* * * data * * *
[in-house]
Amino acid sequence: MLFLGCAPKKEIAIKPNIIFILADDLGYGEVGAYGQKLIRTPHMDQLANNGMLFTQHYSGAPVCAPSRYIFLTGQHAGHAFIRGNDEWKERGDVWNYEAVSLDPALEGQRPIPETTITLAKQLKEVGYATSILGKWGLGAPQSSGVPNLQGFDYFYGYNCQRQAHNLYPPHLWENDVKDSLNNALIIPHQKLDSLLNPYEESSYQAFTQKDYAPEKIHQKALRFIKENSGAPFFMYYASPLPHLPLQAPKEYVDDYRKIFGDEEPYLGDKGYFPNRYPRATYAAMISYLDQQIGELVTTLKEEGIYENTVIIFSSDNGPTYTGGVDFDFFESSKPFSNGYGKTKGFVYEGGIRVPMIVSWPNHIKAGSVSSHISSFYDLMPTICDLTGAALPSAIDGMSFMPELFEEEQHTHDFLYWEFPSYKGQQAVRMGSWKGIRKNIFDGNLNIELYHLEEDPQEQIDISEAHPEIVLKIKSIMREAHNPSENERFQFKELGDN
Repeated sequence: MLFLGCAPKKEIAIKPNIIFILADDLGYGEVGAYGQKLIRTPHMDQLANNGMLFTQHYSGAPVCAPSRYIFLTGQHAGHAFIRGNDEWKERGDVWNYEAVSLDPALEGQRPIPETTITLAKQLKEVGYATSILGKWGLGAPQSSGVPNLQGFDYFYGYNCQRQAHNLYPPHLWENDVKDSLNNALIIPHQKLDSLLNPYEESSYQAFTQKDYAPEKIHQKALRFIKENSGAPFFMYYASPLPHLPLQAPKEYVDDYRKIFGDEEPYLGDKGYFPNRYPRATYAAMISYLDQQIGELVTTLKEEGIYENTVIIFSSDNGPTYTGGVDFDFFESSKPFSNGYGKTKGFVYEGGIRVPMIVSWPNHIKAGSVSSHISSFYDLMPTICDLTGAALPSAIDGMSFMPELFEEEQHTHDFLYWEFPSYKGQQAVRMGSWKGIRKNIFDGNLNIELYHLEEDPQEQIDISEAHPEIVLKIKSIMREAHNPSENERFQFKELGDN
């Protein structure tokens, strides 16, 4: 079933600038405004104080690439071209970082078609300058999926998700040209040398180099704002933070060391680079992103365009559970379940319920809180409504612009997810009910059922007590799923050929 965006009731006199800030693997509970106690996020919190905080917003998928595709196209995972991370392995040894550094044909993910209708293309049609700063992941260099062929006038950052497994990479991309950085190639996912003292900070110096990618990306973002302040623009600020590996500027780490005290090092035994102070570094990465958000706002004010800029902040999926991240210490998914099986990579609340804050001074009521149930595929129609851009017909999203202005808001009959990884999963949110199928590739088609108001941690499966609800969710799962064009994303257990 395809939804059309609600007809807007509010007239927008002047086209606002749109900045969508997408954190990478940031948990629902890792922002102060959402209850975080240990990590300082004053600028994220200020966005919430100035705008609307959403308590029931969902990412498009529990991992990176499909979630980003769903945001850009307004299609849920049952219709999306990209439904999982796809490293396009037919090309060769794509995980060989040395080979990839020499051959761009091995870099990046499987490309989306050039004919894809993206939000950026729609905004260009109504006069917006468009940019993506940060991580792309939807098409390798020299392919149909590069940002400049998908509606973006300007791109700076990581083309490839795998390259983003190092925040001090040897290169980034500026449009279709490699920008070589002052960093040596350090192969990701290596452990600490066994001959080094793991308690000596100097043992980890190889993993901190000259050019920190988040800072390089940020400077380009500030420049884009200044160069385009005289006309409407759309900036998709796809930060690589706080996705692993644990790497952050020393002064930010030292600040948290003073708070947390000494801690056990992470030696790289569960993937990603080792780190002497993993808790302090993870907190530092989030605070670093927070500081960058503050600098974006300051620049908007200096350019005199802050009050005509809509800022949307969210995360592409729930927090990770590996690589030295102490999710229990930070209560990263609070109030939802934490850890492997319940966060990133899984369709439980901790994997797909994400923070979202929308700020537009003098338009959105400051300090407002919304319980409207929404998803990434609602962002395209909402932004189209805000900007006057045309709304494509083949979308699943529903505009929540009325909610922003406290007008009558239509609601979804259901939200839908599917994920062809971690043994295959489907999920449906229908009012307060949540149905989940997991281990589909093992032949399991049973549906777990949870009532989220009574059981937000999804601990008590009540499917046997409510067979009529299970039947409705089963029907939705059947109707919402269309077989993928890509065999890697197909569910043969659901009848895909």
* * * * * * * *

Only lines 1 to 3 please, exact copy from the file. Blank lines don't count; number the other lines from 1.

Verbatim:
[in-house]
Amino acid sequence: MLFLGCAPKKEIAIKPNIIFILADDLGYGEVGAYGQKLIRTPHMDQLANNGMLFTQHYSGAPVCAPSRYIFLTGQHAGHAFIRGNDEWKERGDVWNYEAVSLDPALEGQRPIPETTITLAKQLKEVGYATSILGKWGLGAPQSSGVPNLQGFDYFYGYNCQRQAHNLYPPHLWENDVKDSLNNALIIPHQKLDSLLNPYEESSYQAFTQKDYAPEKIHQKALRFIKENSGAPFFMYYASPLPHLPLQAPKEYVDDYRKIFGDEEPYLGDKGYFPNRYPRATYAAMISYLDQQIGELVTTLKEEGIYENTVIIFSSDNGPTYTGGVDFDFFESSKPFSNGYGKTKGFVYEGGIRVPMIVSWPNHIKAGSVSSHISSFYDLMPTICDLTGAALPSAIDGMSFMPELFEEEQHTHDFLYWEFPSYKGQQAVRMGSWKGIRKNIFDGNLNIELYHLEEDPQEQIDISEAHPEIVLKIKSIMREAHNPSENERFQFKELGDN
Repeated sequence: MLFLGCAPKKEIAIKPNIIFILADDLGYGEVGAYGQKLIRTPHMDQLANNGMLFTQHYSGAPVCAPSRYIFLTGQHAGHAFIRGNDEWKERGDVWNYEAVSLDPALEGQRPIPETTITLAKQLKEVGYATSILGKWGLGAPQSSGVPNLQGFDYFYGYNCQRQAHNLYPPHLWENDVKDSLNNALIIPHQKLDSLLNPYEESSYQAFTQKDYAPEKIHQKALRFIKENSGAPFFMYYASPLPHLPLQAPKEYVDDYRKIFGDEEPYLGDKGYFPNRYPRATYAAMISYLDQQIGELVTTLKEEGIYENTVIIFSSDNGPTYTGGVDFDFFESSKPFSNGYGKTKGFVYEGGIRVPMIVSWPNHIKAGSVSSHISSFYDLMPTICDLTGAALPSAIDGMSFMPELFEEEQHTHDFLYWEFPSYKGQQAVRMGSWKGIRKNIFDGNLNIELYHLEEDPQEQIDISEAHPEIVLKIKSIMREAHNPSENERFQFKELGDN